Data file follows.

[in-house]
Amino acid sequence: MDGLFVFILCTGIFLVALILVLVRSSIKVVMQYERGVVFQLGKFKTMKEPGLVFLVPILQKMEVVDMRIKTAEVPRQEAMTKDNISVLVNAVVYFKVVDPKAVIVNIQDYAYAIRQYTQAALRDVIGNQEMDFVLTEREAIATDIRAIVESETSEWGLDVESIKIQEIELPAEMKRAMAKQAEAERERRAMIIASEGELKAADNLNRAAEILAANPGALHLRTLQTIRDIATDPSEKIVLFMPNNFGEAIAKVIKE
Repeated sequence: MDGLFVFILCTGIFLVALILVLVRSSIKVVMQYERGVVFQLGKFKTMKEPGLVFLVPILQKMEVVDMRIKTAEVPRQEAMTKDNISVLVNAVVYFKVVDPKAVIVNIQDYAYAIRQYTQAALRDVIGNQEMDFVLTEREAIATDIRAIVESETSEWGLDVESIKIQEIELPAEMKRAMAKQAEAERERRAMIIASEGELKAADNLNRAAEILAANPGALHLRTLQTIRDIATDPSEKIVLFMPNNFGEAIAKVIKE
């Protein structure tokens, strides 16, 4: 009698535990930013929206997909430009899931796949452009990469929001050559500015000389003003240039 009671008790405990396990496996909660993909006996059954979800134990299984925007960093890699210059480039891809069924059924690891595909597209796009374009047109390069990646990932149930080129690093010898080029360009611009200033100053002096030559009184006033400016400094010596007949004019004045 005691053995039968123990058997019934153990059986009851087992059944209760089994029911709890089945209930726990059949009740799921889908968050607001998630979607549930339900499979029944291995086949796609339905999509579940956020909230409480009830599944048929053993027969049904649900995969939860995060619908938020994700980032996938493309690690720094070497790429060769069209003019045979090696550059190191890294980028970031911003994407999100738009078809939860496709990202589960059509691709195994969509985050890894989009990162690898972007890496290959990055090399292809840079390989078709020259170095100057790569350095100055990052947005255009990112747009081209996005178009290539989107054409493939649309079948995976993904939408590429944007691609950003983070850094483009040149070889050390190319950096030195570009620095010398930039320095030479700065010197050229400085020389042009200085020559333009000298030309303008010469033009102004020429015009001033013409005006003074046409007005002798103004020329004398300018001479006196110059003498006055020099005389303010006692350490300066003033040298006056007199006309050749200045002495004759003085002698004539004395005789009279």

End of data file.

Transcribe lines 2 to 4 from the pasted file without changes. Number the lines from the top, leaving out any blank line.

Amino acid sequence: MDGLFVFILCTGIFLVALILVLVRSSIKVVMQYERGVVFQLGKFKTMKEPGLVFLVPILQKMEVVDMRIKTAEVPRQEAMTKDNISVLVNAVVYFKVVDPKAVIVNIQDYAYAIRQYTQAALRDVIGNQEMDFVLTEREAIATDIRAIVESETSEWGLDVESIKIQEIELPAEMKRAMAKQAEAERERRAMIIASEGELKAADNLNRAAEILAANPGALHLRTLQTIRDIATDPSEKIVLFMPNNFGEAIAKVIKE
Repeated sequence: MDGLFVFILCTGIFLVALILVLVRSSIKVVMQYERGVVFQLGKFKTMKEPGLVFLVPILQKMEVVDMRIKTAEVPRQEAMTKDNISVLVNAVVYFKVVDPKAVIVNIQDYAYAIRQYTQAALRDVIGNQEMDFVLTEREAIATDIRAIVESETSEWGLDVESIKIQEIELPAEMKRAMAKQAEAERERRAMIIASEGELKAADNLNRAAEILAANPGALHLRTLQTIRDIATDPSEKIVLFMPNNFGEAIAKVIKE
């Protein structure tokens, strides 16, 4: 009698535990930013929206997909430009899931796949452009990469929001050559500015000389003003240039 009671008790405990396990496996909660993909006996059954979800134990299984925007960093890699210059480039891809069924059924690891595909597209796009374009047109390069990646990932149930080129690093010898080029360009611009200033100053002096030559009184006033400016400094010596007949004019004045 005691053995039968123990058997019934153990059986009851087992059944209760089994029911709890089945209930726990059949009740799921889908968050607001998630979607549930339900499979029944291995086949796609339905999509579940956020909230409480009830599944048929053993027969049904649900995969939860995060619908938020994700980032996938493309690690720094070497790429060769069209003019045979090696550059190191890294980028970031911003994407999100738009078809939860496709990202589960059509691709195994969509985050890894989009990162690898972007890496290959990055090399292809840079390989078709020259170095100057790569350095100055990052947005255009990112747009081209996005178009290539989107054409493939649309079948995976993904939408590429944007691609950003983070850094483009040149070889050390190319950096030195570009620095010398930039320095030479700065010197050229400085020389042009200085020559333009000298030309303008010469033009102004020429015009001033013409005006003074046409007005002798103004020329004398300018001479006196110059003498006055020099005389303010006692350490300066003033040298006056007199006309050749200045002495004759003085002698004539004395005789009279």